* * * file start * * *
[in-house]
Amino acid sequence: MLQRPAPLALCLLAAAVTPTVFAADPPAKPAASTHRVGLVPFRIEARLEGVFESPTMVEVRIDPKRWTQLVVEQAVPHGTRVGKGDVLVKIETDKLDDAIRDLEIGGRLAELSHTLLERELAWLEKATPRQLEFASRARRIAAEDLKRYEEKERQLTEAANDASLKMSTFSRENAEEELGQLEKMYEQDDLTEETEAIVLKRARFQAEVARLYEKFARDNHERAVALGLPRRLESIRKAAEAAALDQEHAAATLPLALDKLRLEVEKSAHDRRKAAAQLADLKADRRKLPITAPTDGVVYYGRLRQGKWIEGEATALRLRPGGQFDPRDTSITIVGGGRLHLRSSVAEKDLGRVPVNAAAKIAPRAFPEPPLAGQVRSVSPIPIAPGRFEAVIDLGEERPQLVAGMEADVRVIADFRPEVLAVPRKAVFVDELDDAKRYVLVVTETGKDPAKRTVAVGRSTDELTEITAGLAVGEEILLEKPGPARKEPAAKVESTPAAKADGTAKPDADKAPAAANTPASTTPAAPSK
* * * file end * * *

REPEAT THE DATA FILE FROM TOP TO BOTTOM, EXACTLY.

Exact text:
[in-house]
Amino acid sequence: MLQRPAPLALCLLAAAVTPTVFAADPPAKPAASTHRVGLVPFRIEARLEGVFESPTMVEVRIDPKRWTQLVVEQAVPHGTRVGKGDVLVKIETDKLDDAIRDLEIGGRLAELSHTLLERELAWLEKATPRQLEFASRARRIAAEDLKRYEEKERQLTEAANDASLKMSTFSRENAEEELGQLEKMYEQDDLTEETEAIVLKRARFQAEVARLYEKFARDNHERAVALGLPRRLESIRKAAEAAALDQEHAAATLPLALDKLRLEVEKSAHDRRKAAAQLADLKADRRKLPITAPTDGVVYYGRLRQGKWIEGEATALRLRPGGQFDPRDTSITIVGGGRLHLRSSVAEKDLGRVPVNAAAKIAPRAFPEPPLAGQVRSVSPIPIAPGRFEAVIDLGEERPQLVAGMEADVRVIADFRPEVLAVPRKAVFVDELDDAKRYVLVVTETGKDPAKRTVAVGRSTDELTEITAGLAVGEEILLEKPGPARKEPAAKVESTPAAKADGTAKPDADKAPAAANTPASTTPAAPSK